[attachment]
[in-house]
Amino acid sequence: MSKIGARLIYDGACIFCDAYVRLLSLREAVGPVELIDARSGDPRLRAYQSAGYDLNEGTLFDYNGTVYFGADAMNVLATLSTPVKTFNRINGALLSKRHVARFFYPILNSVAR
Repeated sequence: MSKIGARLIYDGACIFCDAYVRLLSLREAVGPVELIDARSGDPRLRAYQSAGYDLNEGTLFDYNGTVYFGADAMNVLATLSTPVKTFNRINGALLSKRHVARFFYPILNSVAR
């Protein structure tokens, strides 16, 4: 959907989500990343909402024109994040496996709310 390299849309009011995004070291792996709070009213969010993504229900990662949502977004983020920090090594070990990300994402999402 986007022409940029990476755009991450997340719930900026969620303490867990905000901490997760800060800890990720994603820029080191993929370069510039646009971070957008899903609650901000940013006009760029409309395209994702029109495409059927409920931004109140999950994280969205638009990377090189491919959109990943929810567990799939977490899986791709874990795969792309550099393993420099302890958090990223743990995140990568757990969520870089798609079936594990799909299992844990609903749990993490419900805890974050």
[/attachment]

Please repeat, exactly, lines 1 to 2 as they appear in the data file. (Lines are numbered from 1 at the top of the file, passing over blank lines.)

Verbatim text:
[in-house]
Amino acid sequence: MSKIGARLIYDGACIFCDAYVRLLSLREAVGPVELIDARSGDPRLRAYQSAGYDLNEGTLFDYNGTVYFGADAMNVLATLSTPVKTFNRINGALLSKRHVARFFYPILNSVAR